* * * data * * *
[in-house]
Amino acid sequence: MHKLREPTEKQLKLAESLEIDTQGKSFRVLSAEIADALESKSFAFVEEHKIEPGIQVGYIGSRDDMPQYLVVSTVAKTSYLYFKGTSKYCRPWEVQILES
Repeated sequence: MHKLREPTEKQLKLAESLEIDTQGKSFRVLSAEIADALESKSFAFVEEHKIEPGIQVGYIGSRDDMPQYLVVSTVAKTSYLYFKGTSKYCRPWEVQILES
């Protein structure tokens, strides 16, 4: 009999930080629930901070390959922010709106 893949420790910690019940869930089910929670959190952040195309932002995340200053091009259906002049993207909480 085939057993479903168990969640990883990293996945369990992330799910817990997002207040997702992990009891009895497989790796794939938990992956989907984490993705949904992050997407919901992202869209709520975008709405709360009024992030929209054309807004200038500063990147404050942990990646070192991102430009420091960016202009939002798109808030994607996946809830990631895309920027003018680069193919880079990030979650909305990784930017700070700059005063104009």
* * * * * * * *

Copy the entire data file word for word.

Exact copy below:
[in-house]
Amino acid sequence: MHKLREPTEKQLKLAESLEIDTQGKSFRVLSAEIADALESKSFAFVEEHKIEPGIQVGYIGSRDDMPQYLVVSTVAKTSYLYFKGTSKYCRPWEVQILES
Repeated sequence: MHKLREPTEKQLKLAESLEIDTQGKSFRVLSAEIADALESKSFAFVEEHKIEPGIQVGYIGSRDDMPQYLVVSTVAKTSYLYFKGTSKYCRPWEVQILES
């Protein structure tokens, strides 16, 4: 009999930080629930901070390959922010709106 893949420790910690019940869930089910929670959190952040195309932002995340200053091009259906002049993207909480 085939057993479903168990969640990883990293996945369990992330799910817990997002207040997702992990009891009895497989790796794939938990992956989907984490993705949904992050997407919901992202869209709520975008709405709360009024992030929209054309807004200038500063990147404050942990990646070192991102430009420091960016202009939002798109808030994607996946809830990631895309920027003018680069193919880079990030979650909305990784930017700070700059005063104009």